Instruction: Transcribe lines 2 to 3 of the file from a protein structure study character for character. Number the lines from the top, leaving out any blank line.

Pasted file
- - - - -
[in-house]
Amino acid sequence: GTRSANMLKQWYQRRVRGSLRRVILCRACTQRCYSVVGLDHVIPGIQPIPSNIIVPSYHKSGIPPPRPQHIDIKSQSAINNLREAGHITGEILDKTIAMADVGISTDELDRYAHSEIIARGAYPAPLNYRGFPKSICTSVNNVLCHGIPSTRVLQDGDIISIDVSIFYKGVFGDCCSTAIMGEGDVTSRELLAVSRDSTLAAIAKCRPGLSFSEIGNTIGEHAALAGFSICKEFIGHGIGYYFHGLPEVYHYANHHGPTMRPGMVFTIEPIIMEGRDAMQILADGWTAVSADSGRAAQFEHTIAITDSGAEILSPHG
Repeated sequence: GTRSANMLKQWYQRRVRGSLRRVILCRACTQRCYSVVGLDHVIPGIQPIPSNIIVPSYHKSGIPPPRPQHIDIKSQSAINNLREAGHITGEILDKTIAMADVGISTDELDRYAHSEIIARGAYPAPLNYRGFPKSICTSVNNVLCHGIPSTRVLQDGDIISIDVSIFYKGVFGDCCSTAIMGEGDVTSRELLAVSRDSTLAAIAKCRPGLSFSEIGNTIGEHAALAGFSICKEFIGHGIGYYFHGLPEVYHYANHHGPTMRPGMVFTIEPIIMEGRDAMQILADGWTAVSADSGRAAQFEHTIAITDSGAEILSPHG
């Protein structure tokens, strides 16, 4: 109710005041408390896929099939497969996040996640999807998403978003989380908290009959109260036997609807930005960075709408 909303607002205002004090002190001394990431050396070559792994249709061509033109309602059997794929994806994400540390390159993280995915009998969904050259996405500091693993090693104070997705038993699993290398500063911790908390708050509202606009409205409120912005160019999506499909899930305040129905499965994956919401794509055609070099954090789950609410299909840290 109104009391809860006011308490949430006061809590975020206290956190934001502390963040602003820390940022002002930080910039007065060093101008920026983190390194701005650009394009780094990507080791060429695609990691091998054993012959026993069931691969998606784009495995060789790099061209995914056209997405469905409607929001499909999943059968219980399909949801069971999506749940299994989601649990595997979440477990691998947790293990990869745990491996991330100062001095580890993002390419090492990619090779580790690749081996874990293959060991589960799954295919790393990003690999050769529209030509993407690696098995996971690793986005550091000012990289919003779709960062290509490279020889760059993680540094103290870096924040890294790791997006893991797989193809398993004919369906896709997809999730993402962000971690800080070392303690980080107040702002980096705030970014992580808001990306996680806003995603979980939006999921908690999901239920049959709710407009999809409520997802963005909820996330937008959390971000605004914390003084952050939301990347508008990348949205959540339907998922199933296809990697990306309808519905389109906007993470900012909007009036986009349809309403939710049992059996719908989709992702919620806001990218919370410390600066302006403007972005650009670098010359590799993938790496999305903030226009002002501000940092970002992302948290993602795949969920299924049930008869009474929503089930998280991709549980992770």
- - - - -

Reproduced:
Amino acid sequence: GTRSANMLKQWYQRRVRGSLRRVILCRACTQRCYSVVGLDHVIPGIQPIPSNIIVPSYHKSGIPPPRPQHIDIKSQSAINNLREAGHITGEILDKTIAMADVGISTDELDRYAHSEIIARGAYPAPLNYRGFPKSICTSVNNVLCHGIPSTRVLQDGDIISIDVSIFYKGVFGDCCSTAIMGEGDVTSRELLAVSRDSTLAAIAKCRPGLSFSEIGNTIGEHAALAGFSICKEFIGHGIGYYFHGLPEVYHYANHHGPTMRPGMVFTIEPIIMEGRDAMQILADGWTAVSADSGRAAQFEHTIAITDSGAEILSPHG
Repeated sequence: GTRSANMLKQWYQRRVRGSLRRVILCRACTQRCYSVVGLDHVIPGIQPIPSNIIVPSYHKSGIPPPRPQHIDIKSQSAINNLREAGHITGEILDKTIAMADVGISTDELDRYAHSEIIARGAYPAPLNYRGFPKSICTSVNNVLCHGIPSTRVLQDGDIISIDVSIFYKGVFGDCCSTAIMGEGDVTSRELLAVSRDSTLAAIAKCRPGLSFSEIGNTIGEHAALAGFSICKEFIGHGIGYYFHGLPEVYHYANHHGPTMRPGMVFTIEPIIMEGRDAMQILADGWTAVSADSGRAAQFEHTIAITDSGAEILSPHG